3-6 Planning a public involvement programme

Planning by the proponent for a public involvement programme needs to begin early before other EIA work. Following scoping, the terms of reference for an EIA study should include specifications for the proposed programme, including its scope, timing, techniques and resources. If there are none, a separate document should be prepared by the EIA project team with advice and input from an expert (e.g. a social scientist) who is knowledgeable about the local community and participation techniques.

The plan should describe the means of notifying and informing the public about the proposals and the EIA process, beginning at an early stage and continuing with updates on the progress of the EIA study and feedback on community concerns. Specific reference should be made to the ways in which the public will be engaged, how their inputs (knowledge, values and concerns) will be taken into account and what resources (people and money) are available to assist their involvement. Wherever possible, meetings and inquiries should be held within the local community, especially if there are basic constraints on its involvement (see below).

A systematic approach to planning a public involvement programme typically involves addressing the following key issues:

  • Who should be involved? – identify the interested and affected public (stakeholders), noting any major constraints on their involvement.
  • What type and scope of public involvement is appropriate? – ensure this is commensurate with the issues and objectives of EIA.
  • How should the public be involved? – identify the techniques which are appropriate for this purpose.
  • When and where should opportunities for public involvement be provided – establish a plan and schedule in relation to the EIA process and the number, type and distribution of stakeholders.
  • How will the results of public involvement be used in the EIA and decision making processes? – describe the mechanisms for analysing and taking account of public inputs and providing feeding back to stakeholders.
  • What resources are necessary or available to implement the public involvement programme? – relate the above considerations to budgetary, time and staff requirements.

In certain cases, some basic constraints on public involvement may need to be overcome. Particular attention should be given to disadvantaged groups, ethnic minorities and others who may be inhibited from taking part or may have difficulty in voicing their concerns. Often, special provision may need to be made to inform and involve these groups. Except in unusual or extenuating circumstances, others should not speak for them, although knowledgeable NGOs may help in ensuring they represent their views directly and in a way that is meaningful to them.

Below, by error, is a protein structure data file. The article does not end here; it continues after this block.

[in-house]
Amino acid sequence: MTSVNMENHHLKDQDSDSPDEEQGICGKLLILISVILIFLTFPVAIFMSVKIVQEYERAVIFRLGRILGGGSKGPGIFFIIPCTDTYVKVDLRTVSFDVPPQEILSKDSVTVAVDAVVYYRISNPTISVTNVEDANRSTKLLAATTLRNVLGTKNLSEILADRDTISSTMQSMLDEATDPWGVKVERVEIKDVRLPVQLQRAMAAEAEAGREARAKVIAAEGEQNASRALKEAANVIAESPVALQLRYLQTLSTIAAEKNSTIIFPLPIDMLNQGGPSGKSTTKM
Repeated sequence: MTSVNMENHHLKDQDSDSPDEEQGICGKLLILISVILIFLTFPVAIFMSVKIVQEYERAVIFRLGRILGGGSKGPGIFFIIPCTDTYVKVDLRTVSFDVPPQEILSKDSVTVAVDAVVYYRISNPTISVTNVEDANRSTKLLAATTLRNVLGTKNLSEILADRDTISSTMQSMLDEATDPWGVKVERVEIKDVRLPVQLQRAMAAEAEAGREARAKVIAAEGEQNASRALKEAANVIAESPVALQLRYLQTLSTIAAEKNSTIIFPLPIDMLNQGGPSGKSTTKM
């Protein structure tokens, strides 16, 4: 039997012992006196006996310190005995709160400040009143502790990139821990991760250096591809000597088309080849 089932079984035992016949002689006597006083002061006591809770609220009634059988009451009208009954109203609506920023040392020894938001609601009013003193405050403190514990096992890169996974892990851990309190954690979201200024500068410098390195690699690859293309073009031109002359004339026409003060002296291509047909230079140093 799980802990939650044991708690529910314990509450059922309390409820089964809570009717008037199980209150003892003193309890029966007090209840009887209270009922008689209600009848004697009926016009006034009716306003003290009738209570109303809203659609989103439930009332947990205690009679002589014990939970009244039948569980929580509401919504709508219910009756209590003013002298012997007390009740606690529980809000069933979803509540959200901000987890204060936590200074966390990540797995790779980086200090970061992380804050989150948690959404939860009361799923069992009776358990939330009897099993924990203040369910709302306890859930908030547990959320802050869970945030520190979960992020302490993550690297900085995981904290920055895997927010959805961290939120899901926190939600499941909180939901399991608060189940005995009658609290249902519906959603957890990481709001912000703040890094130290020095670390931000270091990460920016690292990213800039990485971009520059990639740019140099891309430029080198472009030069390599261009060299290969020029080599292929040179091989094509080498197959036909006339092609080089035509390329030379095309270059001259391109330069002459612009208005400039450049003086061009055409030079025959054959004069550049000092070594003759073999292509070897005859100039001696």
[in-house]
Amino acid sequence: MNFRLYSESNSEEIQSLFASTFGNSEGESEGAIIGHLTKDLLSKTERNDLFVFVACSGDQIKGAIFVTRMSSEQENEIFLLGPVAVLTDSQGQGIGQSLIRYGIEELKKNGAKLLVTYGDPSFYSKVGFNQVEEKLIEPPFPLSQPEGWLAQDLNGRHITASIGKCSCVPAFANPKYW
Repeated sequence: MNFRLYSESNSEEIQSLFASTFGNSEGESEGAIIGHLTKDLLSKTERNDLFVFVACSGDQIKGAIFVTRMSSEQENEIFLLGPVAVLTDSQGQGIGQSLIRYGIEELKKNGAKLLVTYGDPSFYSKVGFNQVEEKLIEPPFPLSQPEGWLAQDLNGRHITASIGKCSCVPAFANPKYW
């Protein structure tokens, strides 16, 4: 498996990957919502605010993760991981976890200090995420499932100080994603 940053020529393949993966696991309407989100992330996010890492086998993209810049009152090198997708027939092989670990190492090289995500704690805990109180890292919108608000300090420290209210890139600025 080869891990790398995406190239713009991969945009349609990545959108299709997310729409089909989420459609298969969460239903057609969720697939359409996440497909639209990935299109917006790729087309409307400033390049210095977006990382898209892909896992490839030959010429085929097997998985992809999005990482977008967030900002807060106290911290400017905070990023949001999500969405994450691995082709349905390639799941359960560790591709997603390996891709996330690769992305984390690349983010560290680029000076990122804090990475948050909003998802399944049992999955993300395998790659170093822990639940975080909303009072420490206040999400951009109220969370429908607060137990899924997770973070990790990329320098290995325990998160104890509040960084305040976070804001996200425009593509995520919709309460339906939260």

Some of the underlying factors that may constrain meaningful public involvement include:

  • Poverty – involvement means time spent away from income-producing tasks, and favours the wealthy.
  • Remote and rural settings – increased or dispersed settlement distances make communication more difficult and expensive.
  • Illiteracy – involvement will not occur if print media is used.
  • Local values/culture – behavioural norms or cultural traditions can act as a barrier to public involvement or exclude those who do not want to disagree publicly with dominant groups.
  • Languages – in some countries a number of different languages or dialects may be spoken, making communication difficult.
  • Legal systems – may be in conflict with traditional systems and cause confusion about rights and responsibilities over resource use and access.
  • Interest groups – bring conflicting and divergent views and vested interests.
  • Confidentiality – may be important for the proponent, and may weigh against early involvement and consideration of alternatives.

July 26, 2006 Uncategorized — @ 7:02 pm

No Comments »

No comments yet.

RSS feed for comments on this post.

Leave a comment